Now is the Time to Get Yourself a TRULY Personal E-mail Address
If you work for a company, you were probably issued a work e-mail address that looks something like this: joe.schmoe @ megacompany.com. And if you’re like most people, you’re also probably using your work e-mail address to:
- manage all of your electronic correspondence
- send those “cute” jokes and e-mail chains
- schedule personal appointments
- conduct other personal business
Now, let me ask you a few pretty obvious questions:
- Would you have personal products shipped to you at work?
- Would you want holiday and birthday cards sent to your work address?
- How about your “private” magazines?
I didn’t think so.
The time has come for you to stop using your work e-mail for personal reasons. Yes, my friend now is the time to take the next big e-step and get a REAL personal e-mail address (and domain). Catch up with the millennium and separate your work and your personal e-mail once and for all.
I won’t go into the legal and privacy issues involved with your work e-mail address; I’ll save that for another boring article. Bottom line is this: your work e-mail address is not your e-mail account; it is owned by the company who issued it to you. They can (and probably do) monitor anything coming through their network to your e-mail address. Do you want them to know about your recent trip to Vegas or who you’re meeting next week through Match.com?
I didn’t think so.
“But how do I get my very own e-mail address?” you ask.
Simple. There are generic options available you can use to setup a free e-mail account (like Yahoo Mail or Hotmail or even AOL). But free doesn’t always mean better and it’s still not personalized. If you want to truly separate your business and personal online communications, why not use your own name (like paul@ paulmcginniss.com) or some other e-mail address that is specific to you (like skip@ mastconfusion.com or danny@ SeaDaddler.com)?
When you register a “domain” using your own name (like www.paulmcginniss.com) or your family name (like www.mcginnissfamily.com), you can create as many e-mail addresses as you want. Everyone in the family can have an address (like susan@, michael@, steven@ ...). Simply registering one family domain name can allow everyone in a family to finally separate their personal e-mails from their work e-mails.
“But I own my own company,” you say.
No problem. It’s still important to keep your personal e-mail separate from your company’s e-mail.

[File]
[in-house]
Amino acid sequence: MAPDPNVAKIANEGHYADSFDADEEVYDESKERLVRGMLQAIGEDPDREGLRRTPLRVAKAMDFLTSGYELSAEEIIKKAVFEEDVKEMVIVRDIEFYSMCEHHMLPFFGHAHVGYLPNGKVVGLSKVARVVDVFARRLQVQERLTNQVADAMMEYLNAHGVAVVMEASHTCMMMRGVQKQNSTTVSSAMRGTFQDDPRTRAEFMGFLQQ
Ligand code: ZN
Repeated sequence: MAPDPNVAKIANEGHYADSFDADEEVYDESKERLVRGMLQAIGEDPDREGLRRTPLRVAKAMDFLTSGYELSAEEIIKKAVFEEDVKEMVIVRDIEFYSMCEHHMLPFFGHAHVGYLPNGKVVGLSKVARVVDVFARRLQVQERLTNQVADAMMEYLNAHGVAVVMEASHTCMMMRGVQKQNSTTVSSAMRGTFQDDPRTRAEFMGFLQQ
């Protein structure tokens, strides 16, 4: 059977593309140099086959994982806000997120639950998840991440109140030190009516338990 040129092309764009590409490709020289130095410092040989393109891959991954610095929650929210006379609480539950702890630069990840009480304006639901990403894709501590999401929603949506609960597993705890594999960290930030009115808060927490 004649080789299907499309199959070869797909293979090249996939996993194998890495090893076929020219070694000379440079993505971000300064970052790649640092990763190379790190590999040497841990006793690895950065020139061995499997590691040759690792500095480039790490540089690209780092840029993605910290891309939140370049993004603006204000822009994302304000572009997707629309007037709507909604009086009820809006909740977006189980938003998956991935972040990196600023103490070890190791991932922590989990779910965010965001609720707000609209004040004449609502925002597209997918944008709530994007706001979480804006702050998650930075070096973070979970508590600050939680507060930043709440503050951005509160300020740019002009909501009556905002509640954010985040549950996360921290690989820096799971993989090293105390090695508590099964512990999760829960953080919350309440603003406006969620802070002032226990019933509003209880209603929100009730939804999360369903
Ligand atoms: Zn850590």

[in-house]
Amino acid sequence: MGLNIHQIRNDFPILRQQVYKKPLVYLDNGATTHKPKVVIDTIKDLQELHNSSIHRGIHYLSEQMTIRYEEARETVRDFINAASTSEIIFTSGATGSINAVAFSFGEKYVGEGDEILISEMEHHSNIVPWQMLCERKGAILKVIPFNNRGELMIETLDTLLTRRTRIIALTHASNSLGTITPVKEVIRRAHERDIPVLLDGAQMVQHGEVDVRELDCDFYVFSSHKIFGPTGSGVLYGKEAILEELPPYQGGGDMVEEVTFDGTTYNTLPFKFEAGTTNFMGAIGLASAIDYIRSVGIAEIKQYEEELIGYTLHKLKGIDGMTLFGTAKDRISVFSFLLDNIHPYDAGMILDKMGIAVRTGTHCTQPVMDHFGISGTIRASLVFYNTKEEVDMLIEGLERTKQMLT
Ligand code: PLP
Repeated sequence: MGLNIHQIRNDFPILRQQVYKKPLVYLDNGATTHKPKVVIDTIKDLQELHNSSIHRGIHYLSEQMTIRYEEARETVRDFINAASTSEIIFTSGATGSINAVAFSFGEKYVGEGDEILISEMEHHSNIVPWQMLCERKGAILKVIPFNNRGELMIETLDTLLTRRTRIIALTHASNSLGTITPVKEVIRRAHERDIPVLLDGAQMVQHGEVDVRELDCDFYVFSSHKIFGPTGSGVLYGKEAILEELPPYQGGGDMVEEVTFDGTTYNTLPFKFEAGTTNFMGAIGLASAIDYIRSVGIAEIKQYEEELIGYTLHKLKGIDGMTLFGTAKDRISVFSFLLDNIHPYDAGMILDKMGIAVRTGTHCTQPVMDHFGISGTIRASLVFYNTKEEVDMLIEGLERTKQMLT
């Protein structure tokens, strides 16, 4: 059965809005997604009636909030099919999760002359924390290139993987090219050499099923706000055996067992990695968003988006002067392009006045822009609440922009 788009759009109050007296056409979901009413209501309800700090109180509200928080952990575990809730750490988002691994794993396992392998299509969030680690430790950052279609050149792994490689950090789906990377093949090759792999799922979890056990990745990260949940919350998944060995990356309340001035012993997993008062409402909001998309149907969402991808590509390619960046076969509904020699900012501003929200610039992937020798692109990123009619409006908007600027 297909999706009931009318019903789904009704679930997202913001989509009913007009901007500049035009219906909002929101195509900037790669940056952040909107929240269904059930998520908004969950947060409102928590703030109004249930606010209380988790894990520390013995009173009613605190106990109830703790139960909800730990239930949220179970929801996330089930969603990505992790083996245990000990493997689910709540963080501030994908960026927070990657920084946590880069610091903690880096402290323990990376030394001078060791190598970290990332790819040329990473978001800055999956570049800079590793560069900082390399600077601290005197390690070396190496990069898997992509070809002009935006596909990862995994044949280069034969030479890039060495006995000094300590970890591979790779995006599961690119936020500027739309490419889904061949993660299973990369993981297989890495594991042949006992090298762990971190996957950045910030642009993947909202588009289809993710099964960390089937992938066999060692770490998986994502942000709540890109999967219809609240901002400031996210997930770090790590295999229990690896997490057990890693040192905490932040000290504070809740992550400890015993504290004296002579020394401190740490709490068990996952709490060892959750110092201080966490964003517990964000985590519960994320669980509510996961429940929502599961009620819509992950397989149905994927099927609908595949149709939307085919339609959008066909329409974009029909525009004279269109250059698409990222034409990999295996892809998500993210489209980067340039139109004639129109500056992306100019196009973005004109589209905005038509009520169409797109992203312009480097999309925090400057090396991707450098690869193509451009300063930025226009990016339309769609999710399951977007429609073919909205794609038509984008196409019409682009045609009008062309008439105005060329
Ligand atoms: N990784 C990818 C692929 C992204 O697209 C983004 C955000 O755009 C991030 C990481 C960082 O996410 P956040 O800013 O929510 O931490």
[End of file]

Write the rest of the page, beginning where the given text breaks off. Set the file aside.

Why? To protect your privacy and to maintain your business reputation.
Here’s an example.
The aforementioned Paul McGinniss runs Response-Able Consulting Inc., a business and workplace coaching and communications consultancy. Paul very wisely chose to keep his personal e-mail separate from his business e-mail.
“How did he do that?” you ask.
He had me, his webmaster (www.sevensages.com), register one domain name for his business (www.response-ableconsulting.com) and another domain name for personal use (www.paulmcginniss.com). He then had me, his webmaster, create a business e-mail address for work related e-mails (paul@ response-ableconsulting.com) and a personal e-mail address (paul@ paulmcginniss.com) for everything else. This allows him to stay focused on business while in the office and deal with personal e-mail when the work day ends.
I’m the geek who has suggested this for a while now and even I hadn’t followed my own advice—until this year. I had separate e-mail addresses but they were all using my work domain (www.sevensages.com). I finally registered www.BrianTShea.com to handle my personal e-mail. Now, work goes to work and personal goes to personal. Complete separation of work and play, expertly executed.
Think about it next time you are sending a joke or ordering that fat buster herbal remedy or e-mailing about personal matters using your company e-mail address.
- Is this professional?
- Is this business-related?
- Do you want someone in the company monitoring your personal life?
I didn’t think so.
“How do I register my own personal domain?” you ask.
Go to http://www.getmyfamilyname.com and check to see if your name is available. If it is, register it. We’ll help you do all of this and even set up your e-mail addresses for a minimal amount.
Keep your personal life out of the office, for your own privacy.
This article is a Professional Rewrite by Paul McGinniss. You can read my original unprofessional version here: Keep Business and Personal Emails Separate (original)
I have written content well in the past, but as I get more busy, and perhaps more lazy, my poor writing skills become obvious. Don't let your website suffer from poorly written content. Have Professional Copy Writer like Paul at Response-AbleConsulting.com edit your content for the image you want to portray.-Brian